The page linked above has long since vanished. Here's the text of the article, appended below.
Western Stretch of Potholes
So I'm standing at the entrance of the new airport terminal in my city. Once, this was the only terminal building here, which domestic and international flights alike used. But then international flights got their own facility at Sahar, and later Indian Airlines moved out to its own new terminal. And now this old terminal building, home to a burgeoning number of airlines and passengers, has had a makeover.
It's not complete yet, but it is splashy, and people come to marvel at it.
Two days ago, I came here to pick up someone. Since the arrivals section is not incomplete, flights arrive at the Indian Airlines terminal.
On an electronic board there, the number of the flight I'm waiting for blinks on, with "Expected 1050" beside it. Odd, because it is now 1130. As if recognizing that absurdity, the number blinks off and doesn't return. Other flight numbers blink on and off, but not this one. Many minutes go by: no sign of it. Nor of the person I'm waiting for. How can I find out what's happening?
Ah, there is an inquiry window. But in that window, I find a handwritten sign: "For any inquiries, please consult the representatives of respective airlines." Very good. But no directions to where these representatives might be. No phone numbers. No way to find out what's happening with my flight. Along with a small horde of as frustrated people, I have to wait.
We build splashy terminals that make people proud. But there's a strange reluctance to make them easily usable: yes, even when they are being built.
So that was the exasperation from two days ago. Today, I'm standing at this entrance waiting to say goodbye to the same person, and I'm exasperated again, and it has little to do with the terminal. For I got here in a rickshaw, travelling via the major Bombay artery that is called the Western Express Highway but is a Western Stretch of Potholes.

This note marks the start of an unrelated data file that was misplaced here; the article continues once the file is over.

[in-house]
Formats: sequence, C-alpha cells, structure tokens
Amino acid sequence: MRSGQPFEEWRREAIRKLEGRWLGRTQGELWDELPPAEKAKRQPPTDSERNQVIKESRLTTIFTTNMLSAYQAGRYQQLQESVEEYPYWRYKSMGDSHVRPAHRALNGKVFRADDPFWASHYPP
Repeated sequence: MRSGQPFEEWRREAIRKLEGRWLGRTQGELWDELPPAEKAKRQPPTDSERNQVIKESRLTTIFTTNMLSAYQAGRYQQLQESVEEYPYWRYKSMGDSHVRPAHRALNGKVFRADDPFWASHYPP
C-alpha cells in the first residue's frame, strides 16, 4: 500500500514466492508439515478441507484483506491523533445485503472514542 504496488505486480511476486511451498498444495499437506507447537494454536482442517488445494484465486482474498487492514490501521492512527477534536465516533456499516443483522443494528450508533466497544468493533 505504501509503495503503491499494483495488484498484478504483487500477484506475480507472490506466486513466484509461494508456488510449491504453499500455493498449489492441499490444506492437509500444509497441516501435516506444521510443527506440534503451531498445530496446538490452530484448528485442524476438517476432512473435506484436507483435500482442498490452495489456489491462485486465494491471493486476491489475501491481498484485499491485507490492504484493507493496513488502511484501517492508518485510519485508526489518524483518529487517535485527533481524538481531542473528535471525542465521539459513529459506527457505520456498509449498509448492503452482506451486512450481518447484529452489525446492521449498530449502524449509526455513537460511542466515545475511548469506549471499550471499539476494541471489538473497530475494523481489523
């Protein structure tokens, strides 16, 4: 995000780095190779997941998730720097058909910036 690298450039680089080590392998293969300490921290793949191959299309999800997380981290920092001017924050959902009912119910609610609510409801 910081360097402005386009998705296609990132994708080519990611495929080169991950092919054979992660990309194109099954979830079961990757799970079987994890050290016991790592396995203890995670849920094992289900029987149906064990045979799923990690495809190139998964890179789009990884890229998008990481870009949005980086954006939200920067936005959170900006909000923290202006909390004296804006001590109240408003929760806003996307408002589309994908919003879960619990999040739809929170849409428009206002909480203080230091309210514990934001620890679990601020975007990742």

Now I know this has been an inordinately wet monsoon, and I know traffic in this city is expanding at a gallop. But even so, I cannot understand two things.
One, why our roads are so vulnerable to the rains. Why is it that every single monsoon season, year after year, they dissolve into potholes? After all, it isn't as if the monsoon is new to this city. Our road-makers have had decades of experience with rains. By now, they should have found a way to give us roads that will not dissolve, as road-makers in other monsoon-drenched countries -- Malaysia comes to mind -- have managed to do.
But no: every year, potholes.
Two, why the roads are worse this year than they ever have been. It's a cruel joke to call it an Express Highway. On long stretches, especially approaching this new terminal, traffic slows to a lurching, first-gear crawl, courtesy the great number and frightening depth of potholes. Once, we slowly overtook a low-slung Maruti Esteem, creeping to minimize the bumps, but still scraping its underbelly with every hole. At times I was seriously afraid my rickshaw would not make it through the next hole; or that we would topple gently over; or that a passing much taller vehicle -- that overloaded truck, maybe? -- would topple onto us.
I noticed my driver, a man approaching 50, shift uncomfortably in his seat as we staggered along. He eyed me in the rear-view mirror and said: "I had a small accident recently, sir, and I hurt my back. Since then, it is hard for me on roads like these."
He went on: "I have been driving a rickshaw in Bombay since 1984, sir. I have never seen the roads as bad as this."
And standing at that entrance, still shaking from the horrendous ride to get here, I found myself thinking: isn't it interesting? Since 1984, we've moved from two or three outdated models of cars to dozens; from one domestic airline to several; from shoddy goods sold in dingy stores to sparkling malls filled with the world's best names; from phones confined to the rich and connected few to cellphone service affordable by great numbers; from one poky terminal at this airport to three large and splashy ones.
Yet in those two decades, we have been unable to do anything about roads. Basic, essential roads. Sure, we've erected flyovers. But the surface of our roads? Potholes every monsoon, worse every year; in 2005, the worst they have ever been.
What is the reason for this? It's not that Indians somehow lack technical capability: the very terminal I'm standing in is testament to such capability.
No, I suspect the reason has something to do with my exasperation from two days ago. Something about the way the splashy things -- cars, terminals, malls -- command our excitement and attention, but the basics get none. Two days ago, it was how I had no way to find out when a flight would touch down. Today, it is about the state of the roads and what it does to a man's back.
We are so swept up in the grandeur of great big projects that we don't care about the smaller everyday ones. No glamour in roads, no cachet of gleaming buildings or multinational labels. Yet if you think about it, it is the smaller things that are the most vital to our lives. What use a terminal upgrade if meeting my visitor remains a frustrating experience? What use the flyovers if the rain destroys the roads every year?
Bad back and all, my rickshaw driver was something of a philosopher. Slowing for another hole, he said: "Why do they want to make a Shanghai here? If they can make Bombay Bombay, we want nothing more!"